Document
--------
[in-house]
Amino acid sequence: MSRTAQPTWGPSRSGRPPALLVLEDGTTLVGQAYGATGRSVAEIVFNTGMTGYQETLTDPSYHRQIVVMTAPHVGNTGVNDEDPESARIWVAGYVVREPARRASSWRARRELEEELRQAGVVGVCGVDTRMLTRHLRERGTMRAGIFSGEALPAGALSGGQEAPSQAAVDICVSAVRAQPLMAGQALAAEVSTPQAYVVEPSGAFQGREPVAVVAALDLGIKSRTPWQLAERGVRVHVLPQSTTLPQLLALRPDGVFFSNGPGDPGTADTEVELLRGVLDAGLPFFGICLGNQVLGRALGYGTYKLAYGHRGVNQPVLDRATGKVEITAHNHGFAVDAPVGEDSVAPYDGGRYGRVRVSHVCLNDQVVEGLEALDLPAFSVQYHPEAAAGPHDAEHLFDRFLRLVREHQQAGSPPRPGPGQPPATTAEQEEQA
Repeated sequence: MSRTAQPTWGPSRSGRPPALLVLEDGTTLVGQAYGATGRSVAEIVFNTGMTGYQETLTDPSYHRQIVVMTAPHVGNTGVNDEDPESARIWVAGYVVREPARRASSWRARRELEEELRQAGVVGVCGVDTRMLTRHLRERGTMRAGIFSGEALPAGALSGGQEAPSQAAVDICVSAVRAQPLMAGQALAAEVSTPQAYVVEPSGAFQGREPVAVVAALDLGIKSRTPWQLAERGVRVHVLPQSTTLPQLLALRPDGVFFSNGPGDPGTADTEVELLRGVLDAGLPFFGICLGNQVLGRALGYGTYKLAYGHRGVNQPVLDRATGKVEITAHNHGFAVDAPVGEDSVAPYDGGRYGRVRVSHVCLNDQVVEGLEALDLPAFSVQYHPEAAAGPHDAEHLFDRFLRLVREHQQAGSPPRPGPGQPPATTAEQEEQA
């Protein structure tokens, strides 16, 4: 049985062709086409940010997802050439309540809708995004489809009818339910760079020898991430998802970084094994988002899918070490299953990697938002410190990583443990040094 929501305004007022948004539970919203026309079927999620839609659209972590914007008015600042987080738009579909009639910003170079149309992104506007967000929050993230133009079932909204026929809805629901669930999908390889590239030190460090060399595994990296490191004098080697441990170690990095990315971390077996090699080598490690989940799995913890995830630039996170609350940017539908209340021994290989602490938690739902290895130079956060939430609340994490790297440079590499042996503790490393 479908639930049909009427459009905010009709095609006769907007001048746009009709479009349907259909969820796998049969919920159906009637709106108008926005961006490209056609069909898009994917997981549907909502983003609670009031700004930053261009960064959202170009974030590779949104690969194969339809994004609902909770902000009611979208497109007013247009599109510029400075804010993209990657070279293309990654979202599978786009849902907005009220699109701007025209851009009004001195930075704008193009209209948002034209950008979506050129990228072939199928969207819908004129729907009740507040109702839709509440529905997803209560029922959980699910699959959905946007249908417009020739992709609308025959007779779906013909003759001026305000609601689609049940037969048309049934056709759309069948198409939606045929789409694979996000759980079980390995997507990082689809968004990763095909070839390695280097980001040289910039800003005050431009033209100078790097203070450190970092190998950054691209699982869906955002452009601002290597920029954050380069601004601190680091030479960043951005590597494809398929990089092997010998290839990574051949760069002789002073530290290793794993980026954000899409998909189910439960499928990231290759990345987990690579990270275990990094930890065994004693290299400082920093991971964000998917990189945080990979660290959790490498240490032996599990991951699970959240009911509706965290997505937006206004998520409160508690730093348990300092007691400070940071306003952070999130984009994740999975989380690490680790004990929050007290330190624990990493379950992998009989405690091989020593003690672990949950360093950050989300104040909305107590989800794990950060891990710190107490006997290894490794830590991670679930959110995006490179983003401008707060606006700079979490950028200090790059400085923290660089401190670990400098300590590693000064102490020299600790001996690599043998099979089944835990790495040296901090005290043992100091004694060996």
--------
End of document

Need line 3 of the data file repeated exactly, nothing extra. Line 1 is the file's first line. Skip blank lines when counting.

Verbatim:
Repeated sequence: MSRTAQPTWGPSRSGRPPALLVLEDGTTLVGQAYGATGRSVAEIVFNTGMTGYQETLTDPSYHRQIVVMTAPHVGNTGVNDEDPESARIWVAGYVVREPARRASSWRARRELEEELRQAGVVGVCGVDTRMLTRHLRERGTMRAGIFSGEALPAGALSGGQEAPSQAAVDICVSAVRAQPLMAGQALAAEVSTPQAYVVEPSGAFQGREPVAVVAALDLGIKSRTPWQLAERGVRVHVLPQSTTLPQLLALRPDGVFFSNGPGDPGTADTEVELLRGVLDAGLPFFGICLGNQVLGRALGYGTYKLAYGHRGVNQPVLDRATGKVEITAHNHGFAVDAPVGEDSVAPYDGGRYGRVRVSHVCLNDQVVEGLEALDLPAFSVQYHPEAAAGPHDAEHLFDRFLRLVREHQQAGSPPRPGPGQPPATTAEQEEQA